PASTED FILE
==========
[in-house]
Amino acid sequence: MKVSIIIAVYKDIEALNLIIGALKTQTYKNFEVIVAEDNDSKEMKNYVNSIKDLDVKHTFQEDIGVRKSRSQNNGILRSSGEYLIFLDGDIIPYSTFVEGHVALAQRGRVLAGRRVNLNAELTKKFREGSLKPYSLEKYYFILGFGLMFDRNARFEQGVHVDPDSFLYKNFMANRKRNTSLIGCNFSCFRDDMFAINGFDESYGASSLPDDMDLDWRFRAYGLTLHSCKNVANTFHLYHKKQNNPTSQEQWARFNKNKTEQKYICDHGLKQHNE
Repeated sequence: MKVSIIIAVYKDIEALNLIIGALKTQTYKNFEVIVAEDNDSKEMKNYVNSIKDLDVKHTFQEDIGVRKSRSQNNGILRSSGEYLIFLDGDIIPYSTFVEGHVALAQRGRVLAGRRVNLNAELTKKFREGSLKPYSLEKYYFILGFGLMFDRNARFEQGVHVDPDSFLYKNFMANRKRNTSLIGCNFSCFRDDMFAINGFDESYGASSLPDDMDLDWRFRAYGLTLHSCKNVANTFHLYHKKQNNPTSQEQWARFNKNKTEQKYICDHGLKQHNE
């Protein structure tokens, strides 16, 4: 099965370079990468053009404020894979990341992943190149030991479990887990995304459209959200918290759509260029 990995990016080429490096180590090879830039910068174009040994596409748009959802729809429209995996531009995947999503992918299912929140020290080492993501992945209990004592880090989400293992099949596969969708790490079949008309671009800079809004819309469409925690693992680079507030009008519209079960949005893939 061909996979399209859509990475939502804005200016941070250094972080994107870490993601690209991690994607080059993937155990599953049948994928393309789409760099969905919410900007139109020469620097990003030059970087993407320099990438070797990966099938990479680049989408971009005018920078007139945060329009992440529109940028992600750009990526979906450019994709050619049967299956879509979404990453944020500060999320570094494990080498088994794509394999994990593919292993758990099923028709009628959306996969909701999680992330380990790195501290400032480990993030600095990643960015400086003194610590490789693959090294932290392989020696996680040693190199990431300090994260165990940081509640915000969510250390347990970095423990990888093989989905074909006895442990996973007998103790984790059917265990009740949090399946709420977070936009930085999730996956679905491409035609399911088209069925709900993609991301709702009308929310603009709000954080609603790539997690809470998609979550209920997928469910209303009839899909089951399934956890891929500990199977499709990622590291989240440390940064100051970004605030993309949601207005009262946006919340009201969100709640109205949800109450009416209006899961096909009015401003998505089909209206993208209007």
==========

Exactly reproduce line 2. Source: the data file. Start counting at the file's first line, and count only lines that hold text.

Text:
Amino acid sequence: MKVSIIIAVYKDIEALNLIIGALKTQTYKNFEVIVAEDNDSKEMKNYVNSIKDLDVKHTFQEDIGVRKSRSQNNGILRSSGEYLIFLDGDIIPYSTFVEGHVALAQRGRVLAGRRVNLNAELTKKFREGSLKPYSLEKYYFILGFGLMFDRNARFEQGVHVDPDSFLYKNFMANRKRNTSLIGCNFSCFRDDMFAINGFDESYGASSLPDDMDLDWRFRAYGLTLHSCKNVANTFHLYHKKQNNPTSQEQWARFNKNKTEQKYICDHGLKQHNE